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PLEASE READ — IMPORTANT!!!!!!!!! July 17, 2009

Posted by That Guy in Inexplicable Memos From Above, Technology Trouble.
Tags: , , ,

I get hundreds of e-mails each day. Some people get fewer; others get more — perhaps one thousand or more. And a lot of e-mails get deleted; I can name at least five reports or updates I get each day that I burn without reading. But I also read extremely quickly, both for pleasure and for business. I could actually skim each e-mail I get if I really wanted to.

E-mail overload isn’t a joke; it’s a serious thing, and a serious pain in the ass. There are dozens of articles on managing it; here’s one that’s not too bad. The problem is that the non-tech-savvy workers at your office or business refuse to manage their e-mail flow. Instead, they glance at subject lines and, if the subject lines aren’t compelling enough, delete the messages.

Or, worse, when they get back from vacation and have 3000 e-mails, they clear-cut their e-mail boxes regardless of what’s in there.

Some people would put these on their e-mails if they could.

Some people would put these on their e-mails if they could.

So managers have begun appending attention-getting comments to their subject lines — or, in some cases, making the subject line the entire message. Here are some examples:

  • Meeting Thursday at 3pm — IMPORTANT
  • Do you drink coffee in the breakroom? PLEASE READ!
  • There is cake in the upstairs conference room. Please help yourself.
  • it’s girl scout cookie time! please support my daughters! IMPORTANT!!!!!

You get the idea.

The problem with tagging all your subject lines as “important” is that eventually the importance becomes background noise. One of my old jobs was with a help desk ticketing outsourcer — we took the calls and put them in our CMS, which then sent them out to the companies that actually did the helping. Well, our biggest client kept saying “we can never see tickets because you keep ranking them at ‘3’ — can you make them ‘2’ or ‘1’ so we can see them?”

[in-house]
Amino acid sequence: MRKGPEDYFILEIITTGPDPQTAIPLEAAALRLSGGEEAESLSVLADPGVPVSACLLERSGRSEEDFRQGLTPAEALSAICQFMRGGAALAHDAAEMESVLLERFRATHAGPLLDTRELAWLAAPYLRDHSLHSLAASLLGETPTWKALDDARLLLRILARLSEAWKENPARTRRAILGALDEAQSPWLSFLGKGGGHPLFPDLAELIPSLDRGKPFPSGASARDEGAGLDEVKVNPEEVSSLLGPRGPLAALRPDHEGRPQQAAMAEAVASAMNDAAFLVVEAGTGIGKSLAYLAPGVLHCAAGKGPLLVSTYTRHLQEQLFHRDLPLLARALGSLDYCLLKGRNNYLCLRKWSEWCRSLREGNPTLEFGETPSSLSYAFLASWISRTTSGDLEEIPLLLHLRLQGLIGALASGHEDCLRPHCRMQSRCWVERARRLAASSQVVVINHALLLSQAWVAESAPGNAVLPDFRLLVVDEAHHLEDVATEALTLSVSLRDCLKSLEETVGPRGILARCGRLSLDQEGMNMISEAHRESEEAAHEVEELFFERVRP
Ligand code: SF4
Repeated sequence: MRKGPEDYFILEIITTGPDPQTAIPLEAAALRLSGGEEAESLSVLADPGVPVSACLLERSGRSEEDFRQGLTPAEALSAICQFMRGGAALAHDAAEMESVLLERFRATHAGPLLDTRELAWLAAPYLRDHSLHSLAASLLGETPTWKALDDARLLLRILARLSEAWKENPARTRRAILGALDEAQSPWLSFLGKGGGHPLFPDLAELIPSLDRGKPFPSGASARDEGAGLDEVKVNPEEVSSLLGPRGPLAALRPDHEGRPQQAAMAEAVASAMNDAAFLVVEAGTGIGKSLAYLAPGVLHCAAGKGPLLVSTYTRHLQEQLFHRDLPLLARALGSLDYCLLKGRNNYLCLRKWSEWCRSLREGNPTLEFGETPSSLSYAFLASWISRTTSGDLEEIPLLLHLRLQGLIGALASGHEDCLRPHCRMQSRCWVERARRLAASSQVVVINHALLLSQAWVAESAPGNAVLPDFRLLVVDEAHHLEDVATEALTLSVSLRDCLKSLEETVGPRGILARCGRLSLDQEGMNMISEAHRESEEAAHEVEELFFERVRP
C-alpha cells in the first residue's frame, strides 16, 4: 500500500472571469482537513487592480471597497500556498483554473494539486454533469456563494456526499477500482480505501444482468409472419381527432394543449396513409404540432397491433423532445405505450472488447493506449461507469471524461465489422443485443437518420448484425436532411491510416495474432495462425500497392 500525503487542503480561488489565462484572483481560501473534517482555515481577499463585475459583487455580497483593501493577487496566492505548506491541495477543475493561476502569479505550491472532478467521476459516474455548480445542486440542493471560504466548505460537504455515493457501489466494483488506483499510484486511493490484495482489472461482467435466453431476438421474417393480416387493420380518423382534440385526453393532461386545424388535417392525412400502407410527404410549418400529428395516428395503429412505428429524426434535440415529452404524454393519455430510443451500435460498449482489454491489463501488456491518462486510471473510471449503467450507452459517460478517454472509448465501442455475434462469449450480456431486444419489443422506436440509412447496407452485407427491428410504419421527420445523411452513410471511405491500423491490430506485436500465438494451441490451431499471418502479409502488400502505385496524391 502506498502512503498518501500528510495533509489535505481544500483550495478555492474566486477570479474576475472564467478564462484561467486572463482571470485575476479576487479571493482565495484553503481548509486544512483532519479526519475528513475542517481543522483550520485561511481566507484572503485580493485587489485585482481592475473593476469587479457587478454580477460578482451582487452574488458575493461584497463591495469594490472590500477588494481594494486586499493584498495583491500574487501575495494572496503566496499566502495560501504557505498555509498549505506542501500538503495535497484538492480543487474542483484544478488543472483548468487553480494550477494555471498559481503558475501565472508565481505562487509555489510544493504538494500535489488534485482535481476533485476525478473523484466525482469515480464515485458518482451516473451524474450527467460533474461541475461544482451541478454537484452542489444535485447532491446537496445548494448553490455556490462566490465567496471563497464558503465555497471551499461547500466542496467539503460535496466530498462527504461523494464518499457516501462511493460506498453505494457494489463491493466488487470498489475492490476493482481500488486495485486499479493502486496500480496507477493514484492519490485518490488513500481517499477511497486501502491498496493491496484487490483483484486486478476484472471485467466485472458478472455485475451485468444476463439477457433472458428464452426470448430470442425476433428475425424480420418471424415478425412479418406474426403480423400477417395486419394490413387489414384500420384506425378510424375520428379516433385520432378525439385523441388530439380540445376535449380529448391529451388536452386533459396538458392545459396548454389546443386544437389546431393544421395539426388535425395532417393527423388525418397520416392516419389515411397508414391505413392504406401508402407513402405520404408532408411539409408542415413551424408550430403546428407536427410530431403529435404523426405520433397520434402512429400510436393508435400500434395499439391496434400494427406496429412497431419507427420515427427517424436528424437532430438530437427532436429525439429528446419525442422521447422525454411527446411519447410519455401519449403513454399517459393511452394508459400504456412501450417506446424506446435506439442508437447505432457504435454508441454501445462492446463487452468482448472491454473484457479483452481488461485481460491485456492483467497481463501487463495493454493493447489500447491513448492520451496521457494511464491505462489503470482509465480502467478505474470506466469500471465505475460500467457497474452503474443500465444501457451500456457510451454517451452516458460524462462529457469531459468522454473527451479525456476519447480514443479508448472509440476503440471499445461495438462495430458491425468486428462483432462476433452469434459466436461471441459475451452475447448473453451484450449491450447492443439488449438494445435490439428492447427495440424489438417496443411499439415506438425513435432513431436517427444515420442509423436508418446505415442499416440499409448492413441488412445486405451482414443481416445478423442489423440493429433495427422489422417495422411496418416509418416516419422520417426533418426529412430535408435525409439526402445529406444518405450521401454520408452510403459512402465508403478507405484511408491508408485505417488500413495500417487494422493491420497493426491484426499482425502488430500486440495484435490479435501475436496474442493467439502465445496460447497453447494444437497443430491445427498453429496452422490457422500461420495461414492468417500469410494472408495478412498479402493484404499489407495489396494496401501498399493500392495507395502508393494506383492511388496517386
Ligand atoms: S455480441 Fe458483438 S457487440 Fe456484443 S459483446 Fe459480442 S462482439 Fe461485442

My face fell when the inevitable e-mail from my boss showed up two days later. See, in that system, “3” is the generic importance code — where “4” was “when you get around to it, I have a question I’d like answered”, “3” was “please help me with this problem”, “2” was “please help me with this important problem”, and “1” was “our system has taken a critical hit; please fix it right now”. At first, everything became a “2” and “2” became “1”. But we couldn’t go any higher than “1”, so critical problems and important problems got mixed together because someone at this one client decided it was vitally important that everything be important*.

Same thing’s happening with e-mail. Everything is important, so nothing is important. Except the things that say “PLEASE READ — IMPORTANT”… at least, for now.

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* Redundancy used intentionally.


1. modestypress - July 19, 2009

Isn’t this a variation of “grade inflation” in high schools and colleges?

Every average term paper and essay question answer is a “B” instead of a “C.” and every good one deserves an “A” instead of a “B”.

Every email is important, the equivalent of an “A” answer on a quiz.

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